In the Observer, Nick Cohen claims that Jeremy Corbyn is happy to see Britain crash into the brick wall of Brexit because, as a revolutionary defeatist, he thinks the ensuring chaos will see voters turn to a far-left led Labour Party.
But what if Cohen is wrong and, in fact, Corbyn is so blasé about Brexit because he just doesn’t understand it?
This last week Corbyn has been meeting other opposition parties, who have been pressing him to swing behind a joint effort to secure a “People’s Vote” – a second referendum on Brexit.
SNP leader Nicola Sturgeon was said to be profoundly shocked by Corbyn’s lack of grasp of even the basic details, while Adam Price, the newly elected leader of Plaid Cymru, was taken aback when the Labour leader used two-thirds of the allotted thirty minutes to reminisce about how he and Price had once run a campaign to impeach Tony Blair.
Both nationalist leaders are acutely aware of the damage Brexit threatens to wreak on their countries but also will, no doubt, sense a political opportunity here too: all the polling shows Labour’s voters (and members) are becoming ever-more hostile to Brexit and ever-more alienated from Labour’s approach of inactivity.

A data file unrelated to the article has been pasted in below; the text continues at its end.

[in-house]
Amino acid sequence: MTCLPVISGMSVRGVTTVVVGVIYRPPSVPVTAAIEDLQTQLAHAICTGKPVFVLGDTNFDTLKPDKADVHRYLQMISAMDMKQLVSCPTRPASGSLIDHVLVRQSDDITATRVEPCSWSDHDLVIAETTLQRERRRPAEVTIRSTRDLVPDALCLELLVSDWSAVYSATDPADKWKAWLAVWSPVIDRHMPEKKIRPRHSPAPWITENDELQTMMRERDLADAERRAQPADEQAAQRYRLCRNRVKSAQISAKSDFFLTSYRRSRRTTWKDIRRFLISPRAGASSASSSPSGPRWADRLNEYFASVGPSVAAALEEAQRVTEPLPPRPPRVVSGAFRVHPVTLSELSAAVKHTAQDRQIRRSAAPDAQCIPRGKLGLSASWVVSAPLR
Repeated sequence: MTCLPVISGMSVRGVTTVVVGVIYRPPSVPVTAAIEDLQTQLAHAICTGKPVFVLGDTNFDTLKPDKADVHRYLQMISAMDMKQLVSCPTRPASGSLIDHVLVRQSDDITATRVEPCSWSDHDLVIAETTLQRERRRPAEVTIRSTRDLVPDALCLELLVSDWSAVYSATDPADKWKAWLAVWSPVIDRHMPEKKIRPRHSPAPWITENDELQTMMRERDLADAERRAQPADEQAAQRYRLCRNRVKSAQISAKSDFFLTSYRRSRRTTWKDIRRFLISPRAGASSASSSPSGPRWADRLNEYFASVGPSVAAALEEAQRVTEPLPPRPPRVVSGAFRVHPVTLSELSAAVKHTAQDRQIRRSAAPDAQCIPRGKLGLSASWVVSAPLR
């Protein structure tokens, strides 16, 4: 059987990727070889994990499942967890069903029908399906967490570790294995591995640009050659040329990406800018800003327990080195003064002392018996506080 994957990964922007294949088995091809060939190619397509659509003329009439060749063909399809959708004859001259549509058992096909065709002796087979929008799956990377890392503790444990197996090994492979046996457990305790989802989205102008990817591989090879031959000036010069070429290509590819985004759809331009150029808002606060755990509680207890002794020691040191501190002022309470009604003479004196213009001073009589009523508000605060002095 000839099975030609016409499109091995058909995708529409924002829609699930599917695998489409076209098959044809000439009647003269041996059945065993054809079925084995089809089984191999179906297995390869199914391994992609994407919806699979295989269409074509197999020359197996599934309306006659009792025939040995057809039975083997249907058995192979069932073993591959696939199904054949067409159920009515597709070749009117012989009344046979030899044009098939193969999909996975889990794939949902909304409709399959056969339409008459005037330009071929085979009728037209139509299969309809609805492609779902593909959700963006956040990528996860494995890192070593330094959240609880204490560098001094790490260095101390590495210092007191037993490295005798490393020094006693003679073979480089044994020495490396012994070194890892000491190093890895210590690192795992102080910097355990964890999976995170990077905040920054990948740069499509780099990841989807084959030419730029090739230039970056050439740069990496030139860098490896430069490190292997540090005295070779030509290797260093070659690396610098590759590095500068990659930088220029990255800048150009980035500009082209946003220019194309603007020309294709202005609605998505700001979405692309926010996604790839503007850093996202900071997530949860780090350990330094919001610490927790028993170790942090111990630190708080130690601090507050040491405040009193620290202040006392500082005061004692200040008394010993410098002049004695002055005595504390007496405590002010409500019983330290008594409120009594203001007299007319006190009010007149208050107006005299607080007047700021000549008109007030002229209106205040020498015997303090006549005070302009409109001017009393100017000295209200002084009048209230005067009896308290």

Labour’s poll rating in Scotland is already on the slide, and Scottish leader Richard Leonard’s perceived pro-Lexit position is believed by many to be detrimental (though his real views, like those of Corbyn, remain clouded in a fog of indolence). In Wales Labour have just elected a new leader in Mark Drakeford, a man who even his friends are likely to admit is never going to win a Mr Charisma contest, and he seems unwilling to recognise that simply repeating the formulaic lines supplied to him by LOTO in London are no longer good enough.
There may be a case for extending Article 50 just to give the Labour leadership time to get up to speed.